I write a lot about Mercedes-Benz and their monetary values. The overwhelming majority of the time their values are depreciating or, at best, holding steady. Every once in a blue moon I come across a car which is actually appreciating in value. Today’s featured car is not only appreciating, but is one of the hottest models in the substantial Mercedes-Benz catalog you can buy at the moment. That car is the 190SL. Produced from 1955 to 1963, the 190SL was the baby bother of the now seven-figure 300SL. Although similarly styled, the 190SL was much different mechanically than the 300SL with a carbureted four-cylinder and built on a shorted saloon chassis as opposed to a tubular space-frame like the 300SL. Because of this, 190SL values stayed relatively flat and didn’t have great demand outside of a few particularly outstanding examples. However, now that the 300SL have reached a point where they are so valuable that even putting miles on them is frowned upon by collectors, the baby brother 190SL isn’t so “baby” anymore in terms of value and collectibility. Today’s 190SL for sale in Ohio is right in that sweet spot for a classic car that can be enjoyed.
CLICK FOR DETAILS: 1957 Mercedes-Benz 190SL on Hemmings
Engine: 1.9 liter inline-4
Transmission: 4-speed manual
Mileage: 94,150 mi
1957 Mercedes 190SL, this is a wonderful 190SL, not only does it looks great, it drives great and is one of the nicest colors that you can find on a 190SL, Hellugruen Green. Note, this car has two tops. The 190SL is not only extremely popular model in the United States for collectors, but also in Europe and many other countries.
Owned since 1973, comfortable ride & handling. Well cared for vehicle for 44 years. Original 4 cylinder engine and original 4-speed manual. Original factory hardtop, black soft top canvas (needs redone). Original wheels cleaned and powder coated. Upgraded Weber Bologna Type 8E side mounted carburetors.
The repaint in original color was done about 4 years ago. The chrome was re-done by Paul’s Chrome plating and the car is not known to have rust or accidents. It has a few small dings and maybe a chip that you really have to look for to see. The underside is clean and tidy. The wheels have been powder coated. The tach and speedometer are not currently working. The power brake booster has been replaced, same as original. The car also has a new fuel pump. A newer Hermosa Retrosound radio with Bluetooth that looks like the original has been placed in the car. This is a wonderful car and a wonderful price (try to find a better one!).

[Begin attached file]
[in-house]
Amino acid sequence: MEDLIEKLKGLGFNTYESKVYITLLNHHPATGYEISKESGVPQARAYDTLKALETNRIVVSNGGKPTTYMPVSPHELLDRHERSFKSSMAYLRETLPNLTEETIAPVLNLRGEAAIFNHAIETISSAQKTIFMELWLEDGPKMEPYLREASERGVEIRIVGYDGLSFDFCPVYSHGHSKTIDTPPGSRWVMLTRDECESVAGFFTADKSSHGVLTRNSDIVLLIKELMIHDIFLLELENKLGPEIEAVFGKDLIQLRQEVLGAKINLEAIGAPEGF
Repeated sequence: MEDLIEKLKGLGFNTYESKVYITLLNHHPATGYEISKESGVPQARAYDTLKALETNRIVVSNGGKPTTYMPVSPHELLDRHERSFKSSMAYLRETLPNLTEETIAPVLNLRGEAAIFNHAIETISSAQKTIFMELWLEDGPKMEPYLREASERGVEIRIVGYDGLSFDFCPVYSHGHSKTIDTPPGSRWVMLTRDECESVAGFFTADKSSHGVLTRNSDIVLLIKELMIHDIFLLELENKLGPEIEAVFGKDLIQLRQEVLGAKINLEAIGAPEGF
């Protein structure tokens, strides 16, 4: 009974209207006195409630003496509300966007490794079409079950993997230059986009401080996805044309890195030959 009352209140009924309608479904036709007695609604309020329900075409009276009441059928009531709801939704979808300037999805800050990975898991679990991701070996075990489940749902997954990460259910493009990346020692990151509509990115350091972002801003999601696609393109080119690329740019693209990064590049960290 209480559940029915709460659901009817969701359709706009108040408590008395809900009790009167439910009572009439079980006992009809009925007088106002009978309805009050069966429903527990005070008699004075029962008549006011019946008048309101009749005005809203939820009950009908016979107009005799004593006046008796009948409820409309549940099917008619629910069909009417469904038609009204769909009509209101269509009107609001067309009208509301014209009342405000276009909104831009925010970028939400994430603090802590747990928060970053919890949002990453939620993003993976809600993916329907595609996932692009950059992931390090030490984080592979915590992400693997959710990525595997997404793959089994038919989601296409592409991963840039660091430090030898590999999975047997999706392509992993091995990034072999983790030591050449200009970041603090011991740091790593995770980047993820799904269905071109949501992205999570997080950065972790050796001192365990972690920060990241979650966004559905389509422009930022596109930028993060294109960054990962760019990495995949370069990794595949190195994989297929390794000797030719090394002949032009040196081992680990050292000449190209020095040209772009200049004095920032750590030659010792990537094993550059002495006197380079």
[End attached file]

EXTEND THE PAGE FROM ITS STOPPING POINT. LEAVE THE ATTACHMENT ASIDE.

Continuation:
I think the beauty of this car is that you can go either way with it. You want to drive it as-is and enjoy it? Perfectly reasonable in that regard. Want to send it off for a full restoration? Totally worth it considering where prices are heading with the W121, and they aren’t showing any signs of slowing down. If you spend the tens of thousands of dollars to do any kind of proper restoration it won’t be a wasted investment unlike the majority of cars you spend money on. The nicest 190SLs are now fetching $200,000 and beyond which is a far cry from their perceived $50,000 glass ceiling for the past few decades.
This specific 190SL is painted in the beautiful Hellgrün, or Light Green Metallic, which was renewed four years ago. It’s far from a common color on this model and I think it suits this car rather well in a wonderfully 1950s way. The seller does a good job of explaining what service this car has received in its life over the past 44 years from a single owner. It’s not a perfect example by any means, but I wouldn’t consider it a project either. It’s a nice starting point to take to the next level or simply maintain and enjoy. The hardtop being present is a major plus because you actually had to purchase it as a $400 option at the time and it wasn’t included as standard like the later generations of the SL.
The price of $89,000 is right in the ball park for an example like this. It’s far from a $30,000 rolling project like some for sale, but it avoids the mega-dollar price tag attached to the best Concours examples too. This is a great price to buy-in on these cars and not feel uneasy about losing money. As long as the European sports car market stays stable, which I think it will for the foreseeable future, then there is no way you will lose money on this car. If you decide to go the restoration route, there is no reason this can’t be a six-figure car easily.